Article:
This is something I say often, and it’s mostly relating to mistakes.
I say it because mistakes are OK. They don’t define you and they aren’t the end of the world.
But they dang sure can feel like it, can’t they?
Mistakes keep me up at night. They make my stomach hurt and bother me down to my very core. It could be the most menial typo in the world or it could be someone very important whose name was spelled incorrectly. Or it could be that one time we wrote “Jazz Fest 2107” in a headline — no, we didn’t travel through time; it was actually 2017 and it’d been a long day. It happens, and now we can laugh about it. But then, it made me sick.
No matter how big or small the error, I worry myself to death over it.
Mistakes are in our blood as humans, and for me, they’re experience. I always learned in journalism school the first time you spell John Smith’s name incorrectly because it’s actually Jon Smyth is the day you’ll never spell another name wrong again.
You can’t gain experience or knowledge in something without making mistakes. Theodore Roosevelt said, “The only man who never makes a mistake is the man who never does anything.”
I’m sure everyone reading this can relate to being mistake-makers. It’s just who we are as humans; we aren’t perfect no matter how hard we try.
I’ve made many mistakes in life much bigger than typos, but it’s important to know mistakes make you who you are. Trying to forget them or erase them is a grave mistake because it takes away history that has developed your character. I guarantee the mistakes you’ve made over the years have made you better at your profession or a better person — or at the very least prevented you from making the same mistake over and over again.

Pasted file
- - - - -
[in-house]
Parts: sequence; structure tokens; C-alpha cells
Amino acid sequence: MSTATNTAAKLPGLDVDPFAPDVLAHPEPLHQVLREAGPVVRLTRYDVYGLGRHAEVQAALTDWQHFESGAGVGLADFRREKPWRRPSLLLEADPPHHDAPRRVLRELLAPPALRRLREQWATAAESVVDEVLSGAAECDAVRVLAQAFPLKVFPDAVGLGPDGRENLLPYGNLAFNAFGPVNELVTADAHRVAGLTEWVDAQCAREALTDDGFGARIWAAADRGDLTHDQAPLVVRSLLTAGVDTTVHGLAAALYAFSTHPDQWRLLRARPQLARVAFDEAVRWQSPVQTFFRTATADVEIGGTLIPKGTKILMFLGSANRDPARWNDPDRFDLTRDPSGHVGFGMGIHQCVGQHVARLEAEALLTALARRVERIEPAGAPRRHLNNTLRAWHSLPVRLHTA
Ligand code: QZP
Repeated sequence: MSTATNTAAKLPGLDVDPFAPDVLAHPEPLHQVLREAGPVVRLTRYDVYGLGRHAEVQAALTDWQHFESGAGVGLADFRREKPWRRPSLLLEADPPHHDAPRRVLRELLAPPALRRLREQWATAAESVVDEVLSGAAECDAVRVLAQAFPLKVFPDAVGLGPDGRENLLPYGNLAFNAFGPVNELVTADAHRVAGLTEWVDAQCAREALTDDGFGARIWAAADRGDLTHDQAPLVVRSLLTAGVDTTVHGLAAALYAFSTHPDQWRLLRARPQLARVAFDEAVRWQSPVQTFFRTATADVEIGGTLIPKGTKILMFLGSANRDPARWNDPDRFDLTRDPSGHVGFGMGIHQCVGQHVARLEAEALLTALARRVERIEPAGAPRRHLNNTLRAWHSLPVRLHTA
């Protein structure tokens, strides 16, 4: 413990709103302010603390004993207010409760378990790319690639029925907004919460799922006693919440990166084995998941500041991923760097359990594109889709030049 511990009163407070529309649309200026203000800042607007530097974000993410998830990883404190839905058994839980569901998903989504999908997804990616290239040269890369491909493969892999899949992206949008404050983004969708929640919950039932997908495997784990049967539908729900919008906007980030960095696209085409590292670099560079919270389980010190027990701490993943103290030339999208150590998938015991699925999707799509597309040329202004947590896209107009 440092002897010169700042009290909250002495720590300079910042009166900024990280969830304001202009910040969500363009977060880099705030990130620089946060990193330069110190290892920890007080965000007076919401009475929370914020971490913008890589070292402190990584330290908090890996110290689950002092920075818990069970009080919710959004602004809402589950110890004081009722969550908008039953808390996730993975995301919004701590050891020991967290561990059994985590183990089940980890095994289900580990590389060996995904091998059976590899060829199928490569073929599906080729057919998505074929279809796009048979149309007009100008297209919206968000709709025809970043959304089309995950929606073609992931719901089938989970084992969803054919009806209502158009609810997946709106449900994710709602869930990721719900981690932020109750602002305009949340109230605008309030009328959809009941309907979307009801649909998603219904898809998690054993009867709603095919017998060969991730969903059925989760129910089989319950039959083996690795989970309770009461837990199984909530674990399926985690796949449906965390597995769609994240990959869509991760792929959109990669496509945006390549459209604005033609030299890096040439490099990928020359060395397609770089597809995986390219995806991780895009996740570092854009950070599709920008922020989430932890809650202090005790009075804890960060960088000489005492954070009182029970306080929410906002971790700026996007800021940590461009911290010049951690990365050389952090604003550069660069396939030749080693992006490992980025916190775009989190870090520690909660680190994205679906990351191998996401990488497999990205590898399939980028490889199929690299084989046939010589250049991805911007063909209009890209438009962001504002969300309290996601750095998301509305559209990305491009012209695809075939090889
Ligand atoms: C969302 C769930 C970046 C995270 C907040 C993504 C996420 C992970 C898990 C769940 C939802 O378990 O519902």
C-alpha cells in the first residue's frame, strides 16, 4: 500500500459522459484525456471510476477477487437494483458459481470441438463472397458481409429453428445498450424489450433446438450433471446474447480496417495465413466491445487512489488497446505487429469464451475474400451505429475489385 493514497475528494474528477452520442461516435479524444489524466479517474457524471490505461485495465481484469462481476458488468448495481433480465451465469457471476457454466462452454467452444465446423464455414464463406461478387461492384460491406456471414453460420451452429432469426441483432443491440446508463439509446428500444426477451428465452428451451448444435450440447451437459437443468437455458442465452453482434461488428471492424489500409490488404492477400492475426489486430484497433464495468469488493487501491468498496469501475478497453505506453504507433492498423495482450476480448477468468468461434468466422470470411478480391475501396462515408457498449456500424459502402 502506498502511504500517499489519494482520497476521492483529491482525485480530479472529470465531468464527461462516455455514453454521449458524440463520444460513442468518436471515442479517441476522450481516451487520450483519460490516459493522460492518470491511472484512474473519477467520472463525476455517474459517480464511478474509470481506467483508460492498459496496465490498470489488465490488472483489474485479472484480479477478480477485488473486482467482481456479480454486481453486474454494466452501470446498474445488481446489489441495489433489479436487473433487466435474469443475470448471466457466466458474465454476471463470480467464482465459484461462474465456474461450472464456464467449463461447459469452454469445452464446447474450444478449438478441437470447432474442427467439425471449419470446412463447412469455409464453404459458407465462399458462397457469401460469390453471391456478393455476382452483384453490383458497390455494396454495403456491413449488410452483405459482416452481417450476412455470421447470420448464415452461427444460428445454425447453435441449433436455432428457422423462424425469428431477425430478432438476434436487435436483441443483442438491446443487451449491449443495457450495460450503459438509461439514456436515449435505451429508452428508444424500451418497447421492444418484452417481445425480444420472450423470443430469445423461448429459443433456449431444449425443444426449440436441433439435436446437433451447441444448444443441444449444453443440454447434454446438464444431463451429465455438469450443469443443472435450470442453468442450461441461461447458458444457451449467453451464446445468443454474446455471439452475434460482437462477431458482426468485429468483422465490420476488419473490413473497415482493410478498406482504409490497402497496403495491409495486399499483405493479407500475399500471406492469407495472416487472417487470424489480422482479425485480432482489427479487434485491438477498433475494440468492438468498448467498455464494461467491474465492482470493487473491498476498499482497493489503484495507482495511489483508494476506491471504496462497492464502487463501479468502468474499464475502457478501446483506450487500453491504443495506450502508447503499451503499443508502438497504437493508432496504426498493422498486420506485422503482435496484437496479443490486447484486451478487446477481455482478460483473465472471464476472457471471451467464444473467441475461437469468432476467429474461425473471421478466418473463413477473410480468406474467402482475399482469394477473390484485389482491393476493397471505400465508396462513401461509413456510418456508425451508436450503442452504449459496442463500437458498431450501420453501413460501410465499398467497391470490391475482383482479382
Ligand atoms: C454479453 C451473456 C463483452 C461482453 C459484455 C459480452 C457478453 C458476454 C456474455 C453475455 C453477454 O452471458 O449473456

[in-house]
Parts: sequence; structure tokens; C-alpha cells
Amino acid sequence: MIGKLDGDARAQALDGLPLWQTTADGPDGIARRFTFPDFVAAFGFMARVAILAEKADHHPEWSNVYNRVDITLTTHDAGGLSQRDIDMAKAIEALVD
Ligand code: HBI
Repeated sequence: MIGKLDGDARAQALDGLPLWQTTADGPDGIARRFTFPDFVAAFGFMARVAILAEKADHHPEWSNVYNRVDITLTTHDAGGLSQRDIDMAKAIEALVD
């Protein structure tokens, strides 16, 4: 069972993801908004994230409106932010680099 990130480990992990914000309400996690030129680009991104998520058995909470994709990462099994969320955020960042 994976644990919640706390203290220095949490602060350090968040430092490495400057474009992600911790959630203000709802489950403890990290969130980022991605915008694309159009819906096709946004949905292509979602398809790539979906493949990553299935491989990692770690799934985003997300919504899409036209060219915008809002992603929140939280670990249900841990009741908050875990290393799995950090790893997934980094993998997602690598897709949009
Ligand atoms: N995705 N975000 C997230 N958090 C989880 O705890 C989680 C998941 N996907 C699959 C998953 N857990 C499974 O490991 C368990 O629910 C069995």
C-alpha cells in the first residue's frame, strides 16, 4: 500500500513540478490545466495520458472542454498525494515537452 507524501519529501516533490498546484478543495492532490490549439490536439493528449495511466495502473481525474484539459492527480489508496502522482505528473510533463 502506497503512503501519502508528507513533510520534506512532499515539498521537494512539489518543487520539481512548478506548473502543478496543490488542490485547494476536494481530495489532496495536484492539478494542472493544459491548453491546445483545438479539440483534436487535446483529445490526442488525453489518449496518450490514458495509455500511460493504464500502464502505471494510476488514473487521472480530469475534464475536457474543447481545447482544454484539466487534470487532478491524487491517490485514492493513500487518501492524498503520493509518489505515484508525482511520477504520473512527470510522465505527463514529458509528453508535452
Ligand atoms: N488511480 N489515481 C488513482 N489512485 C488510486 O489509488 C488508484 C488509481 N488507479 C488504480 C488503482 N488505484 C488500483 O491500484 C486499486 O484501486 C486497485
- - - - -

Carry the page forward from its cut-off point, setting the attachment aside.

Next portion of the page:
Mistakes and failures are just part of life, which like Forrest Gump said, is like a box of chocolates. You never know what in the world you’re gonna get — and in my case, you never know how many dang typos you’re gonna make in a day. I’m sure there’s a typo in this column and I’ll see it Friday night just after this page goes to press and I’ll get weak in the knees, sick to my stomach and nauseous. But believe it or not, I’ll wake up Saturday to see another day; a typo won’t kill me, and all your mistakes won’t kill you either. The Beatles brilliantly sang, “Lalalala, life goes on,” and that it does.
We can all make our fair share of mistakes but what we can’t do is quit. If we’re too afraid to live because of the mistakes we may make, are we really living?
Don’t let the things you can’t change bring you down. Life is far too short to spend your precious time worrying about what’s done. It’s a new year and it’s time to focus on the future, not dwell on the past and all the mistakes you’ve made. Never let a mistake define you but always know each mistake you make is shaping your character and is an opportunity for you to get better.
Happy 2020 — oops, typed 2002 there for a second and almost time traveled again but hey, at least I caught it — let’s make some mistakes and learn from them.